Themes

What is a research project?

We explain what a research project is and the parts that compose it. In addition, the steps to develop one and examples.

  1. What is a research project?

A research project is understood as  a methodological document, often academic , which explains and describes in detail the set of procedures that will be undertaken, the  hypothesis that is pursued with them and the bibliographic support that is available, for a exploration to come in a specific area of ​​knowledge: sciences, social sciences , humanities, etc. This is a specialized report prior to carrying out the experiments or documentary reviews.

Research projects are usually used in the academic and scientific-technological fields, since they are areas that basically consist of researchers and have projects funded to develop a particular area of ​​human knowledge.

Commonly research projects  are evaluated by a specialized and impartial jury , which must decide whether the investigator or group of them proposes a possible, valuable and worthy investigation to confer a university degree or a funding fee (and even both).

The thesis , in that sense, are usually preceded by a research project where it is made clear what it is intended to do and how.

  1. Parts of a research project

investigation project
In a research project, the objectives must be specifically explained.

Normally, a research project contains most of the following items:

  • Tentative title . A job name of the research, in which the topic to be addressed and the approach are tentatively summarized.
  • Problem Statement . An introduction to the topic of research, emphasizing the most relevant aspects for it and the questions to which a solution will be sought.
  • Background . A review of previous research on the same or similar topics, explaining how it differs from itself and what aspects are inherited from them.
  • Justification . Very linked to the above, it gives a perspective on how much research will contribute to the field of knowledge in which it is inserted and why it should be funded or taken into account.
  • Theoretical framework . A relationship between the theoretical content and the steps of the investigation, detailing the axes on which it will be based, the theoretical sources to be used and why.
  • Objectives . Here the general objective of the investigation will be explained , its primary and central role, and then also the specific objectives, that is, secondary, linked to each stage of the investigation.
  • Methodological framework . A list of the procedures and practical steps to follow during the investigation, equipped with explanations regarding the procedures themselves: why choose one type of experiment instead of another, detail a work schedule, a budget relationship, etc.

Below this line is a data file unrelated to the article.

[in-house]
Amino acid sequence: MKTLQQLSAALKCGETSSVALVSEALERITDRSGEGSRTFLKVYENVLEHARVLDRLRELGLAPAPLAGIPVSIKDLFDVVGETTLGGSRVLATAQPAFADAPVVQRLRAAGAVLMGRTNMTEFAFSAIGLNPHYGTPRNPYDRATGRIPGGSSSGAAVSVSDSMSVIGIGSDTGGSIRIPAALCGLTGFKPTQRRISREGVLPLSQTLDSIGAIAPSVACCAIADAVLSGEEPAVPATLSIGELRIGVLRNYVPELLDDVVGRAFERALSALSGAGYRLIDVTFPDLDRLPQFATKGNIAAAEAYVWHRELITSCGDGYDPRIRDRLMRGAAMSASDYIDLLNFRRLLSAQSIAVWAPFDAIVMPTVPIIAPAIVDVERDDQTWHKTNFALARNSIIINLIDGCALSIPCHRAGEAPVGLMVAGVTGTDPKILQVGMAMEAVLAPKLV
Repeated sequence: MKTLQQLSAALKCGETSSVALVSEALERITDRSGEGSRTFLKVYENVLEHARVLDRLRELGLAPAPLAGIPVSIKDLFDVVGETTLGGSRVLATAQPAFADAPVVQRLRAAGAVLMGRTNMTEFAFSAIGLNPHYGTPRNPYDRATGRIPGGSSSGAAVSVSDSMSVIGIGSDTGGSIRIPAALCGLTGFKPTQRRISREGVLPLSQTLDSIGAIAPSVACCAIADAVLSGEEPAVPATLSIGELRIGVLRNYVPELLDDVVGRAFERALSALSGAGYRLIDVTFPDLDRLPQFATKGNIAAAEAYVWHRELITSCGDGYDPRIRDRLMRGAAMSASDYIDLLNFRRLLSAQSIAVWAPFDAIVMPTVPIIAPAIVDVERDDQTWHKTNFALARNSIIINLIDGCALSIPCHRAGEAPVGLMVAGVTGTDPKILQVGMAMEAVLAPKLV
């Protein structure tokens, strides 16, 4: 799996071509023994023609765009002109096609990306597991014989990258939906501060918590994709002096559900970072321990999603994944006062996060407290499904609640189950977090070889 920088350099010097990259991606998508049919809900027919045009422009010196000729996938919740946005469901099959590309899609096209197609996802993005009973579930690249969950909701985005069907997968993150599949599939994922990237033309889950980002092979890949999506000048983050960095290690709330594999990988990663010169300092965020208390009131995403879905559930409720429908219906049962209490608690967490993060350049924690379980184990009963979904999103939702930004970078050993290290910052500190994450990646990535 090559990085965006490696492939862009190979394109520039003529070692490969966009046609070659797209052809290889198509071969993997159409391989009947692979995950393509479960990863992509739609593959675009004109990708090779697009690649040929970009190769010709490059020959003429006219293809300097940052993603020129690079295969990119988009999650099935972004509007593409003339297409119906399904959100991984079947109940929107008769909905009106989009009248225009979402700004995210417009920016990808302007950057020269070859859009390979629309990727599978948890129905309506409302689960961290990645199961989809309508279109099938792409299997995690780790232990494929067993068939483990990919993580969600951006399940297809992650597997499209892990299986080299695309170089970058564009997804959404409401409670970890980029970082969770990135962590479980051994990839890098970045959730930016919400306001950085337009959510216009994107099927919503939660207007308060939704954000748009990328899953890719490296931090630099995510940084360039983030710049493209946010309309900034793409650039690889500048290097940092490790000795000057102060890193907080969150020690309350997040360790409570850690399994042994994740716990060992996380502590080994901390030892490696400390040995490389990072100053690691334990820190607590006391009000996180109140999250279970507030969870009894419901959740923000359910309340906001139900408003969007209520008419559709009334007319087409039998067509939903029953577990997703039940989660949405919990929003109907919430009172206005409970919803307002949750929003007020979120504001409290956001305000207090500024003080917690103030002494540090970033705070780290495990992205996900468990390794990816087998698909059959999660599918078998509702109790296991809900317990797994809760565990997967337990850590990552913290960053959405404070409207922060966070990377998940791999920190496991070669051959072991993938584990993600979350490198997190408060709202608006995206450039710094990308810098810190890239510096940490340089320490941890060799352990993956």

• References . It details the bibliographic content consulted, whether it provides citations and key texts , or only serves to create a framework for research reference.
  1. Steps to develop a research project

Broadly speaking, the steps to develop a project should be:

  • Define the topic . It cannot begin to be investigated without having at least some coordinates regarding what interests us and why. At this point personal passions come into play.
  • Make a bibliographic aqueo . Review above all what has been said on the subject, the main authors, gather material, refine the sources that will be used and give them a first reading .
  • Define the objectives . Once you know what is said about it, you can choose your own path, a series of questions that trigger the investigation.
  • Define the method . It refers to choosing which authors to work with, in what way, with what experiments, what type of research to carry out, etc.
  • Prepare the report . Write the project sections and check that they express the desired points of view.
  1. Example of research project

  • Tentative research title:

The figure of the beggar in nineteenth-century French literature

  • Problem Statement

The nineteenth-century French literature is heiress of the Enlightenment and therefore sticks to the realistic school, trying to reflect the problems of the real and everyday world. In that context, the beggar emerges as a figure released from social pressure and capable of making judgments, in which the author’s own thinking could be reflected.

  • Background

In most approaches to literary realism, attention is paid to the figure of social outcasts: beggars and prostitutes. So does the critic Pinkster (1992) in his book on the poems of Baudelaire dedicated to poverty, among other critics of interest.

  • Justification

Understanding the correlation between the beggar and the nineteenth-century French author will give us clues about the history of the notion of “author” in the West and its entry into crisis in the early twentieth century, which could explain the emergence of the avant-garde, among them surrealism, born in France itself.

  • Theoretical framework

The work of Pinkster (1992) et. al., as well as the books  The Beggar as a universal archetype  (Fourier, 2007) and the works of Charles Baudelaire, Jean Barnaby Amé and Alphonse Allais, which will be our study corpus.

  • goals

– General objective: To verify the discursive sense of the character of the beggar in three French authors of the 19th century.

– Specific objectives:

a.- Demonstrate the recurrence of the figure of the beggar.

b.- Review the speech put in the mouth of the beggar taking into account the political context of the time.

c.- Compare what was found with the opinions expressed by the authors.

  • Methodological framework

The works will be read and the findings will be collated critically. Then an explanatory monograph will be written.

  • Bibliography

– Pinkster, E. (1992). French literature of the 19th century .

– Fourier, M. (2007). The beggar as a universal archetype .

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